"A Queer As Folk USA Alternate Stream FanFic"

by Gaedhal

This is Part 5

The other sections in "The Angel Stream".

The Fieldstone Inn, March 2005

"This is dumb," Brian grumbled, pausing the Vette at the Stop sign.

"Turn left here," Justin instructed, looking from the map to the crossroads. "It should be about a mile down this road."

"This is a fucking waste of time," Brian continued.

"Well, we could go back to the Antique Market," said Justin. "We've already spent the whole morning there. We could spend the afternoon there, too, if that's what you want to do?"

"No!" Brian almost shouted. "No more Antique Market! Please!"

Brian had allowed himself to be coaxed back to the Market first thing on Saturday morning. And the fruits of that return trip were in the trunk of the Vette: two vintage Barbie dolls for Molly and a Lionel train set for Gus from the Tommy and George toy collection, some old magazines that Justin was planning to use to make collages, an antique necklace for Justin's mother, small presents for Debbie, Lindsay, and Melanie, and an original movie poster for an obscure Marlon Brando film that was one of Brian's favorites, 'One-Eyed Jacks.' That was the only real find of the day, Brian thought. He wasn't certain what he was going to do with the poster, but the moment he saw it, he wanted it.

And then there was the cookie jar.

That was also in the trunk. Against Brian's wishes. Against his principles. Against everything that he stood for as a man and a queer.

A fucking cookie jar.

A cookie jar in the shape of the fucking pink flamingo.

"No way!" Brian had hissed when Justin's hands went around the hideous piece of crockery. "That's too horrible even for Debbie Novotny! Every time I'd go into her house and see it, I'd get physically ill!"

"I wasn't thinking of getting this for Debbie," Justin replied. "I was thinking of getting it for myself."

"Jesus, Justin! What do you want a monstrosity like this for?" Brian couldn't fathom it. Justin was an artist with an excellent eye -- at least Brian thought so. Why in the fucking world would he want this... this pink horror?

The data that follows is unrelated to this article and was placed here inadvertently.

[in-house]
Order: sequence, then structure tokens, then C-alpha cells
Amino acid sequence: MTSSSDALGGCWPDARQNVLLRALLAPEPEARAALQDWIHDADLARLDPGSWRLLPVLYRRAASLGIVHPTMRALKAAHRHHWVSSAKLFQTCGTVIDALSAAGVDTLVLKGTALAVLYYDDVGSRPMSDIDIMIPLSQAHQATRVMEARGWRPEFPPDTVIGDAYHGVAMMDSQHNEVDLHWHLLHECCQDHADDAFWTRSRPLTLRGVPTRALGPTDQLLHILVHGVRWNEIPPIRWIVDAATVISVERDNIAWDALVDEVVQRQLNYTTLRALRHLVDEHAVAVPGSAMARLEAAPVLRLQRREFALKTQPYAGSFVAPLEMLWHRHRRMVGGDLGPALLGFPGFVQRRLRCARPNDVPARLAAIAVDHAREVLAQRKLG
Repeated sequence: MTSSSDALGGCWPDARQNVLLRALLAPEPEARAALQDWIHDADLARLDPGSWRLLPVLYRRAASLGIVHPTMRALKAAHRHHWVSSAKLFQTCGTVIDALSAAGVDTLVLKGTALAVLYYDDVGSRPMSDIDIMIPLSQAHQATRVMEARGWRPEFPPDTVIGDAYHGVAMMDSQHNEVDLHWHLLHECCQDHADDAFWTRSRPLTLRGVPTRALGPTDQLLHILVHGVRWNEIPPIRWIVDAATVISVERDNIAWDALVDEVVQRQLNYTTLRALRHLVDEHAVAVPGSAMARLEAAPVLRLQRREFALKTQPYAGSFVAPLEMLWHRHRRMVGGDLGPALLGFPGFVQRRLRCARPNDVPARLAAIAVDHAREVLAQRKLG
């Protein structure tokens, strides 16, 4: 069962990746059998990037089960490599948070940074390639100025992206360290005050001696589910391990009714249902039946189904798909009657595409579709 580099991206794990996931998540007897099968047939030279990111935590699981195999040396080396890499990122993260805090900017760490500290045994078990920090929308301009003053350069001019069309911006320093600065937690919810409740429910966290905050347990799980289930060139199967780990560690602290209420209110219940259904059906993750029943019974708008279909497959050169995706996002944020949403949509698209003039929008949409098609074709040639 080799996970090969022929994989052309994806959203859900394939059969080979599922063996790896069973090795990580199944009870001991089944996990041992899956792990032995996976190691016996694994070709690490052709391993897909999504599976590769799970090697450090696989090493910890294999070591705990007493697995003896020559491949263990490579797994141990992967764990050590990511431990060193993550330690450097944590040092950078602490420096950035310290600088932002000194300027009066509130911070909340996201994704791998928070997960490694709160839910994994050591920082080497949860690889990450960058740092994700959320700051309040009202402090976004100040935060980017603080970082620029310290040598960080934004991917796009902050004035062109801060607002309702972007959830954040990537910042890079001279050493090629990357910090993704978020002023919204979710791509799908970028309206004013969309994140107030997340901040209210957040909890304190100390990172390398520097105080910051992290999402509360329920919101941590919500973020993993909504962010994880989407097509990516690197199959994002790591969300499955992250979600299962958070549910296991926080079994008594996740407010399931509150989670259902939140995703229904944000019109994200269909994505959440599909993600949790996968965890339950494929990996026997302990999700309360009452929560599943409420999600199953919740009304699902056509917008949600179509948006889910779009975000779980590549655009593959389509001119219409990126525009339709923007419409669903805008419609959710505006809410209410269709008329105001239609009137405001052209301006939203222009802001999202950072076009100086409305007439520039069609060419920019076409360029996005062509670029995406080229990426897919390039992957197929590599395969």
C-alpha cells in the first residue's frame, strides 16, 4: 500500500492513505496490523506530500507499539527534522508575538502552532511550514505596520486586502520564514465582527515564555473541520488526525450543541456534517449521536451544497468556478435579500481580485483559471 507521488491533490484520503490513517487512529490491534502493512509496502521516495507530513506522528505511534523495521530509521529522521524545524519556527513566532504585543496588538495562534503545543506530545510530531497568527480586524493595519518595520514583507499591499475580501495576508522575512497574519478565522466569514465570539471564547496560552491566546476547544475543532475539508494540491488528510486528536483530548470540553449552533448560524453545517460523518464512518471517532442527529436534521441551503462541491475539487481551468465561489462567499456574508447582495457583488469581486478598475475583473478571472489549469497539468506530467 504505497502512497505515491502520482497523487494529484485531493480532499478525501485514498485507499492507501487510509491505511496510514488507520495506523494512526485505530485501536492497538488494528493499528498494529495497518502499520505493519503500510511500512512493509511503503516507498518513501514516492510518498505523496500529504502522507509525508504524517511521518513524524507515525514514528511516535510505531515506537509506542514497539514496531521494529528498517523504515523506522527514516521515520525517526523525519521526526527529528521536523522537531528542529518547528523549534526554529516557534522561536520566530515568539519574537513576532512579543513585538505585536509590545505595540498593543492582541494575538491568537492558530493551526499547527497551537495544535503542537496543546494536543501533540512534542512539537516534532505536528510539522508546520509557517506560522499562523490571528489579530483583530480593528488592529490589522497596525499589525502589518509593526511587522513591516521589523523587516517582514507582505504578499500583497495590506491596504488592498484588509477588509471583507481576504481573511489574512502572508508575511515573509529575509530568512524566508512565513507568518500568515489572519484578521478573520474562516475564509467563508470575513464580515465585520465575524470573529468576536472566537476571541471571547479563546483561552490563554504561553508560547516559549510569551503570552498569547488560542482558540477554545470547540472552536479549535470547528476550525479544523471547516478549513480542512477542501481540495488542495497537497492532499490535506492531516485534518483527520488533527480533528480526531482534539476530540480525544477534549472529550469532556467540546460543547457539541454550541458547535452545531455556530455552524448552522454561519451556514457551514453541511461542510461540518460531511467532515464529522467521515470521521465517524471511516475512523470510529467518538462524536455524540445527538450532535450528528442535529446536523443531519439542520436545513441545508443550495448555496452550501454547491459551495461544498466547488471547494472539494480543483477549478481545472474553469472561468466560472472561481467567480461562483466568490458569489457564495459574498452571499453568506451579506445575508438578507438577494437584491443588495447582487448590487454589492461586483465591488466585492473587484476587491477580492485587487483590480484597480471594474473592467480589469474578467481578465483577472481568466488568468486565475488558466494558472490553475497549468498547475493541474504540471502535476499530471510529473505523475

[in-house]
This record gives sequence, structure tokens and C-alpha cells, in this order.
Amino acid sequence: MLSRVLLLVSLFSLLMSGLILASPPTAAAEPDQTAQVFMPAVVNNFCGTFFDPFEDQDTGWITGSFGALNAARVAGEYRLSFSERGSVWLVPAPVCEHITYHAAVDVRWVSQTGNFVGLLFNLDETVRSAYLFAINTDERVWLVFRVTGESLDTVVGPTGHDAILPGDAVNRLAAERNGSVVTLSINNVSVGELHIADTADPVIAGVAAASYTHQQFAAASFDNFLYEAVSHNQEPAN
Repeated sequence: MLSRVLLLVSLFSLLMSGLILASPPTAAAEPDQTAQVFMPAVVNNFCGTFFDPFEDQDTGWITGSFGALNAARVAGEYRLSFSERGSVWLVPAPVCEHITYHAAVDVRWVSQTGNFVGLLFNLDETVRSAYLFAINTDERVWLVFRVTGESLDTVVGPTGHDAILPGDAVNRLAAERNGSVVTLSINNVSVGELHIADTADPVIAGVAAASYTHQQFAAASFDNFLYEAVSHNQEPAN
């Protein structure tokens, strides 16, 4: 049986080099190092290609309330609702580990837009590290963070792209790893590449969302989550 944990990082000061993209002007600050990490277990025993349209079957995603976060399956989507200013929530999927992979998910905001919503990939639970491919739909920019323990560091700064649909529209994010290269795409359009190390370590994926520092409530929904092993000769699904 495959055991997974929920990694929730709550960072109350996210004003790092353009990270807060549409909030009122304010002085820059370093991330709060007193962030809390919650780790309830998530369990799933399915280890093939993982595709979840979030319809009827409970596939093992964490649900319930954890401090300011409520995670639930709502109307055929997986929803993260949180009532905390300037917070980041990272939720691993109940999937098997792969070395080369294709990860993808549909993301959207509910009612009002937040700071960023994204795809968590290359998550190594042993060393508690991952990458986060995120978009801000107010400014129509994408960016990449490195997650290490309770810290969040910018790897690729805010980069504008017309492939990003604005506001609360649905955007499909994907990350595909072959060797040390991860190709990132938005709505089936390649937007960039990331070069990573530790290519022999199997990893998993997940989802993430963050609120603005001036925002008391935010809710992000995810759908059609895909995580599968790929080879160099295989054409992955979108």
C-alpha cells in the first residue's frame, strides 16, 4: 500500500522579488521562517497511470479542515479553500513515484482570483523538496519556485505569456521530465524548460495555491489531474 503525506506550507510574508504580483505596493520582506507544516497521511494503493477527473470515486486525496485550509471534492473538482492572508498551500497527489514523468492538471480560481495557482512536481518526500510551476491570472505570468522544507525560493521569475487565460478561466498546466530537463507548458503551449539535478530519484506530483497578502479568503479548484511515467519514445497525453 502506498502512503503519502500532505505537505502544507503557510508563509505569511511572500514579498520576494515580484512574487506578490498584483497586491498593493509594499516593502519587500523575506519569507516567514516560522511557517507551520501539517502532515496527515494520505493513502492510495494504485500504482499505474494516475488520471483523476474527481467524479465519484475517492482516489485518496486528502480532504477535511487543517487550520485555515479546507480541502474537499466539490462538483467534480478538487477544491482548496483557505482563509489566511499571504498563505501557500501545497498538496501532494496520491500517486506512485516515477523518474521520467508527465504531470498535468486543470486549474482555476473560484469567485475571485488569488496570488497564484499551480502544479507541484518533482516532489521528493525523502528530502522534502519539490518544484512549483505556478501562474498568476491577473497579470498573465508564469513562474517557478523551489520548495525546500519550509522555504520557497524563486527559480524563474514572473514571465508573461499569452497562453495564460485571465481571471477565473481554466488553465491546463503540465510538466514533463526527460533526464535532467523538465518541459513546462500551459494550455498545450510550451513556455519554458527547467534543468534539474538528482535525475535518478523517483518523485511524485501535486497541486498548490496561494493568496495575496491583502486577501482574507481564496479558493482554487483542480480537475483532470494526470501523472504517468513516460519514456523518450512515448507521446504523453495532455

"It's funny," Justin explained. "Silly. Having it around would be like a joke. No one would think I'm serious. Not like with all that junk Deb has. She really thinks her stuff is pretty. But I want this cookie jar because it's... it's...." Justin searched for the correct word.

"Because it's campy," Brian finished for him. "Like feather boas. Ridiculous little dogs with bows on top of their heads. Bette Davis impressions. 'The Rocky Horror Picture Show.' Emmett Honeycutt. Campy bullshit. I say -- no fucking way!"

Brian hated camp. He hated that it was probably the most identifiable aspect of gay culture. For many people it WAS gay culture -- and that bugged the hell out of Brian. It symbolized their marginalization. And not the outlaw kind. Not the edgy, sexual side of queer life. But the clownish, eunuch side. The thing Brian most despised. A fucking pink flamingo!

So why did he find himself taking out his wallet and buying the fucking thing?

Carrying the fucking thing out to the Vette and putting it in the trunk?

What alien entity had possessed him so thoroughly, so utterly?

"It should be right along here, Brian," said Justin, putting the map away.

Yes, that's what had possessed him. A piece of blond ass.

A few moments later they saw what they had been searching for. Another refurbished farmhouse, like many in the area. With the requisite red barn behind it. And a sign in front that read: "Ilona's Vintage Clothes."

Justin had been pawing through some old clothes at one of the booths at the Antique Market and had asked the woman who ran it if she had any men's clothing.

"No," she replied. "But I know where you can go to find some."